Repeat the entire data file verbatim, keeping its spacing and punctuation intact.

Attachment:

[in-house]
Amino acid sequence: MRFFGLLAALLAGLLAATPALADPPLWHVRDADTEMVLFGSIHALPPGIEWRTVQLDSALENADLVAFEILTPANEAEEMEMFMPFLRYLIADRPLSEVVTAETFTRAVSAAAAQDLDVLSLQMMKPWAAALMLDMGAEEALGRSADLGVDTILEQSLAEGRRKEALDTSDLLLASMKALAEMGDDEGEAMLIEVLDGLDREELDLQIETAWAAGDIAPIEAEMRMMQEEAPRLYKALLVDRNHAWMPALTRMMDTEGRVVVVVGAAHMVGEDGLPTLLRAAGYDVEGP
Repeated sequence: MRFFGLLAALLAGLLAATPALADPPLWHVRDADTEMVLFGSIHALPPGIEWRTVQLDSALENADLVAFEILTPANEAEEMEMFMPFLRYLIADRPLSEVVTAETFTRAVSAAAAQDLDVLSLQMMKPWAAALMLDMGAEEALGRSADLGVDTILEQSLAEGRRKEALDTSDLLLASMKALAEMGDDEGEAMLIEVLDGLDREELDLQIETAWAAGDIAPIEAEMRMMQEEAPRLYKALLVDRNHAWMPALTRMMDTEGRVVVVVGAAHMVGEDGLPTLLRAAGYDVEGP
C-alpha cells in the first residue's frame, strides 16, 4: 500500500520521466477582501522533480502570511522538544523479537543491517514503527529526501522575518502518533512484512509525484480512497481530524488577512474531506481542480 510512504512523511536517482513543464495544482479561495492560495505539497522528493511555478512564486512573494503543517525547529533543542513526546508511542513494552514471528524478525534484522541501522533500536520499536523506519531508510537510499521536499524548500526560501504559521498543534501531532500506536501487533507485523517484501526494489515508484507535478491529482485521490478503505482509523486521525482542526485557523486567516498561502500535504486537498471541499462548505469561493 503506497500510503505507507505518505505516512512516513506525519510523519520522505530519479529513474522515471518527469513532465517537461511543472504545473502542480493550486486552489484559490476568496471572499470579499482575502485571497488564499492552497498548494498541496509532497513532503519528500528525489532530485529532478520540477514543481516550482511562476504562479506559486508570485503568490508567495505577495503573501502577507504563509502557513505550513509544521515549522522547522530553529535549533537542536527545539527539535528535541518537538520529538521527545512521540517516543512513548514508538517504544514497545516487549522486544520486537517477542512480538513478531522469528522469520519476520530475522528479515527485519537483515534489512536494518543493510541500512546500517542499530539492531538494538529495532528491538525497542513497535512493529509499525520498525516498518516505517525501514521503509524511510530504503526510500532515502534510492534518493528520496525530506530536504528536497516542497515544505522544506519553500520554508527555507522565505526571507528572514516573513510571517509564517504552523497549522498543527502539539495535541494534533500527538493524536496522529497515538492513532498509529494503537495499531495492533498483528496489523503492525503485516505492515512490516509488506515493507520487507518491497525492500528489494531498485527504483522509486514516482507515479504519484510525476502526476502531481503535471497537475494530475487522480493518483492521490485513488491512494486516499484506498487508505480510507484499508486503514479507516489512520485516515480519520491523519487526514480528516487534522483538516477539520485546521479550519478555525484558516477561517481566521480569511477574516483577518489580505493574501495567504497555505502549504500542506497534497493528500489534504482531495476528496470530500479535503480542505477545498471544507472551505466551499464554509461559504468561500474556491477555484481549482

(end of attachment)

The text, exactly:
[in-house]
Amino acid sequence: MRFFGLLAALLAGLLAATPALADPPLWHVRDADTEMVLFGSIHALPPGIEWRTVQLDSALENADLVAFEILTPANEAEEMEMFMPFLRYLIADRPLSEVVTAETFTRAVSAAAAQDLDVLSLQMMKPWAAALMLDMGAEEALGRSADLGVDTILEQSLAEGRRKEALDTSDLLLASMKALAEMGDDEGEAMLIEVLDGLDREELDLQIETAWAAGDIAPIEAEMRMMQEEAPRLYKALLVDRNHAWMPALTRMMDTEGRVVVVVGAAHMVGEDGLPTLLRAAGYDVEGP
Repeated sequence: MRFFGLLAALLAGLLAATPALADPPLWHVRDADTEMVLFGSIHALPPGIEWRTVQLDSALENADLVAFEILTPANEAEEMEMFMPFLRYLIADRPLSEVVTAETFTRAVSAAAAQDLDVLSLQMMKPWAAALMLDMGAEEALGRSADLGVDTILEQSLAEGRRKEALDTSDLLLASMKALAEMGDDEGEAMLIEVLDGLDREELDLQIETAWAAGDIAPIEAEMRMMQEEAPRLYKALLVDRNHAWMPALTRMMDTEGRVVVVVGAAHMVGEDGLPTLLRAAGYDVEGP
C-alpha cells in the first residue's frame, strides 16, 4: 500500500520521466477582501522533480502570511522538544523479537543491517514503527529526501522575518502518533512484512509525484480512497481530524488577512474531506481542480 510512504512523511536517482513543464495544482479561495492560495505539497522528493511555478512564486512573494503543517525547529533543542513526546508511542513494552514471528524478525534484522541501522533500536520499536523506519531508510537510499521536499524548500526560501504559521498543534501531532500506536501487533507485523517484501526494489515508484507535478491529482485521490478503505482509523486521525482542526485557523486567516498561502500535504486537498471541499462548505469561493 503506497500510503505507507505518505505516512512516513506525519510523519520522505530519479529513474522515471518527469513532465517537461511543472504545473502542480493550486486552489484559490476568496471572499470579499482575502485571497488564499492552497498548494498541496509532497513532503519528500528525489532530485529532478520540477514543481516550482511562476504562479506559486508570485503568490508567495505577495503573501502577507504563509502557513505550513509544521515549522522547522530553529535549533537542536527545539527539535528535541518537538520529538521527545512521540517516543512513548514508538517504544514497545516487549522486544520486537517477542512480538513478531522469528522469520519476520530475522528479515527485519537483515534489512536494518543493510541500512546500517542499530539492531538494538529495532528491538525497542513497535512493529509499525520498525516498518516505517525501514521503509524511510530504503526510500532515502534510492534518493528520496525530506530536504528536497516542497515544505522544506519553500520554508527555507522565505526571507528572514516573513510571517509564517504552523497549522498543527502539539495535541494534533500527538493524536496522529497515538492513532498509529494503537495499531495492533498483528496489523503492525503485516505492515512490516509488506515493507520487507518491497525492500528489494531498485527504483522509486514516482507515479504519484510525476502526476502531481503535471497537475494530475487522480493518483492521490485513488491512494486516499484506498487508505480510507484499508486503514479507516489512520485516515480519520491523519487526514480528516487534522483538516477539520485546521479550519478555525484558516477561517481566521480569511477574516483577518489580505493574501495567504497555505502549504500542506497534497493528500489534504482531495476528496470530500479535503480542505477545498471544507472551505466551499464554509461559504468561500474556491477555484481549482